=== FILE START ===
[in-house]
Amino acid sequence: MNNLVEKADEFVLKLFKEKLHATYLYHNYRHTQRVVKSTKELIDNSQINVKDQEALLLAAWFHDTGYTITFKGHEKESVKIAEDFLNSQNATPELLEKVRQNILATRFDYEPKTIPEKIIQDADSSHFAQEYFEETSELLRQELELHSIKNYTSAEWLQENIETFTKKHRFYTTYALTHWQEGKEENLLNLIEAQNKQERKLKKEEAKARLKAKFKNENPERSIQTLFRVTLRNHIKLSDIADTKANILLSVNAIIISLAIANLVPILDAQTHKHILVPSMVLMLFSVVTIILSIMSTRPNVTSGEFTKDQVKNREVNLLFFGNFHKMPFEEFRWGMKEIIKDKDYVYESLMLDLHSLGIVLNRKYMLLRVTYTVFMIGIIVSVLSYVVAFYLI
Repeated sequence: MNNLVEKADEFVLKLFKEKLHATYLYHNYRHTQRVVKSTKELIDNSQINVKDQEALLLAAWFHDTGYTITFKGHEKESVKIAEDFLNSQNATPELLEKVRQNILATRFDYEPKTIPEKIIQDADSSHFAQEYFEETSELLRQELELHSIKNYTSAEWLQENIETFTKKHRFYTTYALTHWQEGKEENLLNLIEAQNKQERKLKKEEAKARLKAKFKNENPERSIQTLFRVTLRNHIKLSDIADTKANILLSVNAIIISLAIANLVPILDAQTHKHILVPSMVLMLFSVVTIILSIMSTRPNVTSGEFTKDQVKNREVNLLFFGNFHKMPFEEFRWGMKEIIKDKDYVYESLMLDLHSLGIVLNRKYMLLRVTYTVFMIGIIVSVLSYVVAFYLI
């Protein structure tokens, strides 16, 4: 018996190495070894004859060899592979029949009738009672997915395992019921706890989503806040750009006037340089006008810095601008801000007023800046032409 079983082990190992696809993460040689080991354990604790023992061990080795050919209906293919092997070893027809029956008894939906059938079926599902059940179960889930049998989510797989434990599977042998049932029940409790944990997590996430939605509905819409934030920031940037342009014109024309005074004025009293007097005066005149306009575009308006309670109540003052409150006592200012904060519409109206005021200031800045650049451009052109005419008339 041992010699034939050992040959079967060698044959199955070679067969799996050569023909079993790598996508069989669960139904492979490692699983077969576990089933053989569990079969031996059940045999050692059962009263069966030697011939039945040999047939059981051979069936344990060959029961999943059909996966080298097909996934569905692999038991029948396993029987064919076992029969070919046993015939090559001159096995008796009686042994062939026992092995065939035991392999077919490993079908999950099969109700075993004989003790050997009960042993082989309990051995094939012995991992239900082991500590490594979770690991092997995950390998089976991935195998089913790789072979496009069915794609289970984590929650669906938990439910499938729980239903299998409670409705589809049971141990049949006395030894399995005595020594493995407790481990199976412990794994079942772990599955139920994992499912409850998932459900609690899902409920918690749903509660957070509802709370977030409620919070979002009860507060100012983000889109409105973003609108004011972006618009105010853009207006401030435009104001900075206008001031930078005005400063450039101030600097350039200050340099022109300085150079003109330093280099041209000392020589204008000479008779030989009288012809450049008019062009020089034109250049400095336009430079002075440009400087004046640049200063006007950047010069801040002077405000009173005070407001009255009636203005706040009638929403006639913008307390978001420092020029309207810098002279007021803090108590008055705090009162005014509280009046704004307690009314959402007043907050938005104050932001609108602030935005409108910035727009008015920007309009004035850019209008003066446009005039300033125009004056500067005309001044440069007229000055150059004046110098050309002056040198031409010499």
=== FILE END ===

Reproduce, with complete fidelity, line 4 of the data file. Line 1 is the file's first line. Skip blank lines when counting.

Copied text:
């Protein structure tokens, strides 16, 4: 018996190495070894004859060899592979029949009738009672997915395992019921706890989503806040750009006037340089006008810095601008801000007023800046032409 079983082990190992696809993460040689080991354990604790023992061990080795050919209906293919092997070893027809029956008894939906059938079926599902059940179960889930049998989510797989434990599977042998049932029940409790944990997590996430939605509905819409934030920031940037342009014109024309005074004025009293007097005066005149306009575009308006309670109540003052409150006592200012904060519409109206005021200031800045650049451009052109005419008339 041992010699034939050992040959079967060698044959199955070679067969799996050569023909079993790598996508069989669960139904492979490692699983077969576990089933053989569990079969031996059940045999050692059962009263069966030697011939039945040999047939059981051979069936344990060959029961999943059909996966080298097909996934569905692999038991029948396993029987064919076992029969070919046993015939090559001159096995008796009686042994062939026992092995065939035991392999077919490993079908999950099969109700075993004989003790050997009960042993082989309990051995094939012995991992239900082991500590490594979770690991092997995950390998089976991935195998089913790789072979496009069915794609289970984590929650669906938990439910499938729980239903299998409670409705589809049971141990049949006395030894399995005595020594493995407790481990199976412990794994079942772990599955139920994992499912409850998932459900609690899902409920918690749903509660957070509802709370977030409620919070979002009860507060100012983000889109409105973003609108004011972006618009105010853009207006401030435009104001900075206008001031930078005005400063450039101030600097350039200050340099022109300085150079003109330093280099041209000392020589204008000479008779030989009288012809450049008019062009020089034109250049400095336009430079002075440009400087004046640049200063006007950047010069801040002077405000009173005070407001009255009636203005706040009638929403006639913008307390978001420092020029309207810098002279007021803090108590008055705090009162005014509280009046704004307690009314959402007043907050938005104050932001609108602030935005409108910035727009008015920007309009004035850019209008003066446009005039300033125009004056500067005309001044440069007229000055150059004046110098050309002056040198031409010499």